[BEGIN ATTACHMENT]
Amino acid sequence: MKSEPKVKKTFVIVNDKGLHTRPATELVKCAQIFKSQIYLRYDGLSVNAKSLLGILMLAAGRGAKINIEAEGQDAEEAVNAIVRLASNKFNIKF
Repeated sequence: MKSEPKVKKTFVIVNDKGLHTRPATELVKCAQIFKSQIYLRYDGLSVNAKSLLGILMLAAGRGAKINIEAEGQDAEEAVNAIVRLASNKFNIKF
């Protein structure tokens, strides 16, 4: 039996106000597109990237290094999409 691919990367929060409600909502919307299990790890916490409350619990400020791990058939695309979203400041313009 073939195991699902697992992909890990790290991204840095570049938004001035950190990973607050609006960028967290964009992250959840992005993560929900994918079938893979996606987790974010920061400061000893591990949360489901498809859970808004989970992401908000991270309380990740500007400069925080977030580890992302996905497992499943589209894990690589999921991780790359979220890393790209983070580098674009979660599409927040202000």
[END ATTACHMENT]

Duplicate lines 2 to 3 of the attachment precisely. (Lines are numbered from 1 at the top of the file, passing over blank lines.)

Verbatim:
Repeated sequence: MKSEPKVKKTFVIVNDKGLHTRPATELVKCAQIFKSQIYLRYDGLSVNAKSLLGILMLAAGRGAKINIEAEGQDAEEAVNAIVRLASNKFNIKF
């Protein structure tokens, strides 16, 4: 039996106000597109990237290094999409 691919990367929060409600909502919307299990790890916490409350619990400020791990058939695309979203400041313009 073939195991699902697992992909890990790290991204840095570049938004001035950190990973607050609006960028967290964009992250959840992005993560929900994918079938893979996606987790974010920061400061000893591990949360489901498809859970808004989970992401908000991270309380990740500007400069925080977030580890992302996905497992499943589209894990690589999921991780790359979220890393790209983070580098674009979660599409927040202000």